Thursday March 07, 2013 | 06:00 AM
Posted by Bruce Poliquin

The public debate is getting louder about whether or not Maine state government will pay $484 million it owes to 39 hospitals across Maine. This debt accumulated over the past dozen years when our elected officials chose not to fully pay the hospitals for services provided to Medicaid patients.

 

The graph below shows the growth of hospital debt from $10 million in 2000 to $484 million today. The data was extracted from state government’s Comprehensive Annual Financial Reports (CAFR).

 

The $484 million owed by Augusta to Maine’s 39 hospitals was caused by overspending on the taxpayer-funded Medicaid program, called MaineCare. This unaffordable program was originally created as a health care safety net for the elderly sick, disabled, and working poor. Today, it includes able-bodied 19 and 20 year-olds, and many middle income families. The huge program enrolls 341,000 of our residents -- 27% of our entire state population.

 

MaineCare pays for services not covered in most other states such as chiropractic, dental, occupational and physical therapy, and podiatry care. MaineCare dollars are spread so thin among so many residents, that some of our most vulnerable families do not receive the health care they desperately need.

 

The Maine Constitution requires our public officials to balance the state budget every June 30. I scratch my head and wonder how our political leaders could claim the books were balanced while piling up hundreds of millions of dollars of unpaid hospital bills for several years running.

 

Our state constitution allows borrowing (by selling bonds to investors) to pay for road and bridge construction and other “capital projects.” But, it prohibits state government from borrowing to pay for “operating expenses” like public education and Medicaid benefits. That’s why Augusta was not able to borrow money to overspend on the Medicaid program. Our elected officials simply chose not to fully pay the hospitals what they were owed, and racked up the $484 million hospital debt instead. With that kind of financial mismanagement for so many years, it’s no wonder why Maine state government is flat broke and struggling to pay its bills.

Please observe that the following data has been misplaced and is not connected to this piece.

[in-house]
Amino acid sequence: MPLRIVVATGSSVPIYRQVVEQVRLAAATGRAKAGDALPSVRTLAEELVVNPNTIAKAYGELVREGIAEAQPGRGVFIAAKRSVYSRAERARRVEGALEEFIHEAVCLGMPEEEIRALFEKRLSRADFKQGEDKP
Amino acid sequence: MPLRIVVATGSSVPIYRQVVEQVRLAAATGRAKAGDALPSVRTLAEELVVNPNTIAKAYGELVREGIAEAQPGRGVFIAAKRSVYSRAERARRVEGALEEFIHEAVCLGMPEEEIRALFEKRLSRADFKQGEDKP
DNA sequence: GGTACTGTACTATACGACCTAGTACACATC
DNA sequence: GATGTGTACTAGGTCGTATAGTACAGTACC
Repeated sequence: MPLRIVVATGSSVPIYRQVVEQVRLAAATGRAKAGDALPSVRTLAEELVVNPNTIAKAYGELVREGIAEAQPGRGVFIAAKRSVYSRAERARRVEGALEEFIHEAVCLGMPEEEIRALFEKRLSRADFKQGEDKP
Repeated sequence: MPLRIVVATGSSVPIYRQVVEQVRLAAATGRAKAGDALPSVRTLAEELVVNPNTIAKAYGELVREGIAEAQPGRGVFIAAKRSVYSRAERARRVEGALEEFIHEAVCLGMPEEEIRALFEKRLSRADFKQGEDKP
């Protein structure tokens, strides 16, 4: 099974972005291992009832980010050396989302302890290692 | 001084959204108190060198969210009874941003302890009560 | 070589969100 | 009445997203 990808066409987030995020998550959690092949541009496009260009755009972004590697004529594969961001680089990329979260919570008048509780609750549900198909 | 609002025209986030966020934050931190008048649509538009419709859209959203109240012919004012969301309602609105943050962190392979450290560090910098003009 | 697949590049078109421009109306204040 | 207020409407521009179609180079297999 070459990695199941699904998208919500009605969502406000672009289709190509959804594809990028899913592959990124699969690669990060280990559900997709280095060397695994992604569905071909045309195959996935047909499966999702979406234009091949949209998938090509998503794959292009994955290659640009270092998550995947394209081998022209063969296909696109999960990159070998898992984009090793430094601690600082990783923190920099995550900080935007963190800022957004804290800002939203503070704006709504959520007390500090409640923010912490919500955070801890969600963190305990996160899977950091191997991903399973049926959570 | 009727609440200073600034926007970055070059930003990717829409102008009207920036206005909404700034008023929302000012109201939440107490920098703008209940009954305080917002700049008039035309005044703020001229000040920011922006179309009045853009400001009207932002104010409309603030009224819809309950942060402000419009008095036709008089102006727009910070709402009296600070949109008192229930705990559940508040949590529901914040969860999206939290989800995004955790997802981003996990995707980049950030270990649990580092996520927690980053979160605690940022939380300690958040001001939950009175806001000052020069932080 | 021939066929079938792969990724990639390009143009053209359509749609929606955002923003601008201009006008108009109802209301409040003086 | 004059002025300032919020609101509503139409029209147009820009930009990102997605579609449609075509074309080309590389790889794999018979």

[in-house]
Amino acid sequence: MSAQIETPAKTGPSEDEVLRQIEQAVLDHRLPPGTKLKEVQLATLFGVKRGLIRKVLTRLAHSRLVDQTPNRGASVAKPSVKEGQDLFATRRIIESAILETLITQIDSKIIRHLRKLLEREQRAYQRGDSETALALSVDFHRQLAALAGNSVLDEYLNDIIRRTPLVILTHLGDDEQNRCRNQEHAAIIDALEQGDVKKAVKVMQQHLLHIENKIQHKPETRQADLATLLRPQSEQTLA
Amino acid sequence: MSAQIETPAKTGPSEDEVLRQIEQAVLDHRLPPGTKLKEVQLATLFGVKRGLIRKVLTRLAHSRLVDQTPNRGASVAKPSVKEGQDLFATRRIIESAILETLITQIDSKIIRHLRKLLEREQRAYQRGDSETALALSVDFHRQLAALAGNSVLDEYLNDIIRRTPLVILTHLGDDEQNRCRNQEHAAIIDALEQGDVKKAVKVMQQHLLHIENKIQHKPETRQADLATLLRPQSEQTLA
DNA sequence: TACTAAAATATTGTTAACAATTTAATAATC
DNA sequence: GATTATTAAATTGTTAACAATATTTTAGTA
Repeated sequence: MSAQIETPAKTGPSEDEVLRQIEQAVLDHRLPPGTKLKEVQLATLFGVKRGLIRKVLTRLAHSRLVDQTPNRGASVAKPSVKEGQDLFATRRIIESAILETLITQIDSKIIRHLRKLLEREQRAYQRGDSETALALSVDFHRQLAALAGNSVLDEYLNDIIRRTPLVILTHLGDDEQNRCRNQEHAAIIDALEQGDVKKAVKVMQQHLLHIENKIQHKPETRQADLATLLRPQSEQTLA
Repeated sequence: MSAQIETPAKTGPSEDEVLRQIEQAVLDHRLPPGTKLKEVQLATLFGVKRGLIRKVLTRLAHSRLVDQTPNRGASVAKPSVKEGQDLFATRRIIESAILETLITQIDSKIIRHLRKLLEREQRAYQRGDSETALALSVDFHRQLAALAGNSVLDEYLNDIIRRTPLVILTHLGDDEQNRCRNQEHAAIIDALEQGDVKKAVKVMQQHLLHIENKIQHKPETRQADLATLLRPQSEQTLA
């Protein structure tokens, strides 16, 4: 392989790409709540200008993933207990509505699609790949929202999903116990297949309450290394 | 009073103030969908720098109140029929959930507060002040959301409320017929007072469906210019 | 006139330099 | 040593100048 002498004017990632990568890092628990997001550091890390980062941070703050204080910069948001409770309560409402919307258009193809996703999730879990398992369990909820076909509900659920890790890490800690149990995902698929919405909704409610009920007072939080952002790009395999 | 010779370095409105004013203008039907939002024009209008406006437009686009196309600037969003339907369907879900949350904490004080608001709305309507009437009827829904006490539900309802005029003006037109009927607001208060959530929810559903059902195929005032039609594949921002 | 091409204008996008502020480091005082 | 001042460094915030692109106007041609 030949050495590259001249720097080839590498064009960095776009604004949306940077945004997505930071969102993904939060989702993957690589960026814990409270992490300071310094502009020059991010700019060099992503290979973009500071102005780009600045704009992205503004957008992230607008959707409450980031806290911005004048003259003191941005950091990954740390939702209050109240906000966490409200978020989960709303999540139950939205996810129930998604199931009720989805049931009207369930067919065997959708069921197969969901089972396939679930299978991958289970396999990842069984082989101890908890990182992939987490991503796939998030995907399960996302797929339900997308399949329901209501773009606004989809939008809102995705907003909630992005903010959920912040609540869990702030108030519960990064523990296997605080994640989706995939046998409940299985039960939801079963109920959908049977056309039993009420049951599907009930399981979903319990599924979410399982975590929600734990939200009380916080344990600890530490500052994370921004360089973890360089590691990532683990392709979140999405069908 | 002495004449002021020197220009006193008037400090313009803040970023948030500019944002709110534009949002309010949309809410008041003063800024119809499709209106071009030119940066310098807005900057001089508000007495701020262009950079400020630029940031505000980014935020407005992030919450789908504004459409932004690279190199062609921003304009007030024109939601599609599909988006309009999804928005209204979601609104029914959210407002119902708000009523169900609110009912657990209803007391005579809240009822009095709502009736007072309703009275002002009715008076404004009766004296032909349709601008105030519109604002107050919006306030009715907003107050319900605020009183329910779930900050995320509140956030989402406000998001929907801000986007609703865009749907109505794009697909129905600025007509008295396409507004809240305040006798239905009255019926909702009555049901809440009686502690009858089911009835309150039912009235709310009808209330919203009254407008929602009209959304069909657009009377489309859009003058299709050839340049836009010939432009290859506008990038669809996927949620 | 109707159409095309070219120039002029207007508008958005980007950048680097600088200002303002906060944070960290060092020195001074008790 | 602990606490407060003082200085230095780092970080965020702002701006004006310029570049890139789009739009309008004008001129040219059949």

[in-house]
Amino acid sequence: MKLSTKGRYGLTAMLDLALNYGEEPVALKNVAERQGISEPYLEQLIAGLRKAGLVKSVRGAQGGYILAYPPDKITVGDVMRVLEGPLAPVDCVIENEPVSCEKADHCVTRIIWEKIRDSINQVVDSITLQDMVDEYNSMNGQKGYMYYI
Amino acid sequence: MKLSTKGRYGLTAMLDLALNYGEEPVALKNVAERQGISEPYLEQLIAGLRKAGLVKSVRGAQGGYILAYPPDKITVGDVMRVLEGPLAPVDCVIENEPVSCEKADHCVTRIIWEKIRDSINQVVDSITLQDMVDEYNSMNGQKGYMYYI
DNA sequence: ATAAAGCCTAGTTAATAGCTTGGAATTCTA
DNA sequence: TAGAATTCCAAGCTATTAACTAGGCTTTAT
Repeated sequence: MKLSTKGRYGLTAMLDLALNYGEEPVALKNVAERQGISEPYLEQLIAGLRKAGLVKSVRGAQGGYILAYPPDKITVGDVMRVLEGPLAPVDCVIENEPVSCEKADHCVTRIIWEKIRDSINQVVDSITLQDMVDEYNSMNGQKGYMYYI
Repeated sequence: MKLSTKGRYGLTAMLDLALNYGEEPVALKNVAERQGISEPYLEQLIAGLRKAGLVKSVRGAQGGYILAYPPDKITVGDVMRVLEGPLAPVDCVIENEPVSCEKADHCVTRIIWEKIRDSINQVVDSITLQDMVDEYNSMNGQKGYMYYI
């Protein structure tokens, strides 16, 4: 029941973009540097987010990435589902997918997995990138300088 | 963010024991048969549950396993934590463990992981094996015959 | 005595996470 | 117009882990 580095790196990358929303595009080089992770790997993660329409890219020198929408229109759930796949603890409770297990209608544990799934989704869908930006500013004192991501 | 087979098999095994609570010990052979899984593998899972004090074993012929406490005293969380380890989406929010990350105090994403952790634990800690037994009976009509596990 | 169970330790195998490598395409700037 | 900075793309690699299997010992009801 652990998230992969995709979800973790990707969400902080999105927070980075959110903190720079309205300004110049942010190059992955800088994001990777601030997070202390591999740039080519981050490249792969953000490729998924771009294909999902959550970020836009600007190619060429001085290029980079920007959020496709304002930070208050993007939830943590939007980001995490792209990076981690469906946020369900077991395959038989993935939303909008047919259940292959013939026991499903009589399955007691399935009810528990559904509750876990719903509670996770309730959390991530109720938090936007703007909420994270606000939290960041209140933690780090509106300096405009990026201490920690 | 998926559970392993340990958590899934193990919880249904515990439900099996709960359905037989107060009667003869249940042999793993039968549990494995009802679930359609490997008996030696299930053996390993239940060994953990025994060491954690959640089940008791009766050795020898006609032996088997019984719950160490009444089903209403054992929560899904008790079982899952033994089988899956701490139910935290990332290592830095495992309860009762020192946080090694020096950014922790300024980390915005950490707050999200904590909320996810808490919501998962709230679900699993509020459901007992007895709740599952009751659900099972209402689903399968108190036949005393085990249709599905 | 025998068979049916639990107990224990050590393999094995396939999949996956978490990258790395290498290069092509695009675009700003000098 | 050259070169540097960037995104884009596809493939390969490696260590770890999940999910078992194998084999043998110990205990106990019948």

Maine families are being hurt because our hospitals have not been paid what they are owed. Hospitals are laying off employees, freezing salaries, and postponing the purchase of new equipment to better treat their patients.

 

Maine’s 39 hospitals employ 30,000 fellow citizens. Every two weeks, 30,000 paychecks buy groceries to feed the kids, heating oil to stay warm, and gas for the car. Every two weeks, that $50 million payroll ripples through our state economy providing even more jobs for our fellow Mainers.

 

It’s time for Augusta politicians to do what’s right and pay the hospitals the $484 million they are owed. Right now, the State Legislature is considering a plan to use liquor sale revenues to pay off the hospital debt. The plan prevents those liquor revenues from being spent on government programs, like MaineCare, that we cannot afford. I like that idea – a lot.

 

Maine voters are watching to see if our elected officials will fix this serious problem they themselves created. By finally addressing this big issue head-on, the Maine Legislature will directly help the people they serve. Such an opportunity does not often present itself. Let’s hope our state legislators all work together and have the good sense not to kick this fiscal can down the street any longer.

 

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About the Author

Bruce Poliquin is the former Maine State Treasurer and a 2012 Republican primary candidate for the United States Senate. He has 35 years of experience owning and managing businesses. Bruce is a proud third-generation Franco-American Mainer and Harvard University graduate. Visit BrucePoliquin.net for his most recent commentary and analysis on media outlets throughout the State about the important issues facing Maine families and their jobs.

Follow Bruce on Facebook (facebook.com/BrucePoliquin) and Twitter @BrucePoliquin.

Previous entries

July 2013

June 2013

May 2013

April 2013

March 2013

February 2013

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